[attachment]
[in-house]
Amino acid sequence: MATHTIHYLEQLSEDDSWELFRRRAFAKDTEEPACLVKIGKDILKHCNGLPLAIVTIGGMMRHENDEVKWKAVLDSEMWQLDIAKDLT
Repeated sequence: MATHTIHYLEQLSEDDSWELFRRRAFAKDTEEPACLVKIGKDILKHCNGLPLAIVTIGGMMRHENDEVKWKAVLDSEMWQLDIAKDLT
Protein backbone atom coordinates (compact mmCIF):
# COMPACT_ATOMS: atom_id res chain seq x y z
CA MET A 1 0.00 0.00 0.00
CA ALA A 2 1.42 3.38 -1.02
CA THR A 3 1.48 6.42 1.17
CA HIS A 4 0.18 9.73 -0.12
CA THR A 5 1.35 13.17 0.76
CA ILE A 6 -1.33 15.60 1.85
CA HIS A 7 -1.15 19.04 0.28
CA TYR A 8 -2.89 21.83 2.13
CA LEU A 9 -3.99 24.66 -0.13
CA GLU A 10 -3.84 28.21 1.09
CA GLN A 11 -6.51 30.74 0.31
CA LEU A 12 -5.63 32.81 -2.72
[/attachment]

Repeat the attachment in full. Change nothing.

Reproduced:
[in-house]
Amino acid sequence: MATHTIHYLEQLSEDDSWELFRRRAFAKDTEEPACLVKIGKDILKHCNGLPLAIVTIGGMMRHENDEVKWKAVLDSEMWQLDIAKDLT
Repeated sequence: MATHTIHYLEQLSEDDSWELFRRRAFAKDTEEPACLVKIGKDILKHCNGLPLAIVTIGGMMRHENDEVKWKAVLDSEMWQLDIAKDLT
Protein backbone atom coordinates (compact mmCIF):
# COMPACT_ATOMS: atom_id res chain seq x y z
CA MET A 1 0.00 0.00 0.00
CA ALA A 2 1.42 3.38 -1.02
CA THR A 3 1.48 6.42 1.17
CA HIS A 4 0.18 9.73 -0.12
CA THR A 5 1.35 13.17 0.76
CA ILE A 6 -1.33 15.60 1.85
CA HIS A 7 -1.15 19.04 0.28
CA TYR A 8 -2.89 21.83 2.13
CA LEU A 9 -3.99 24.66 -0.13
CA GLU A 10 -3.84 28.21 1.09
CA GLN A 11 -6.51 30.74 0.31
CA LEU A 12 -5.63 32.81 -2.72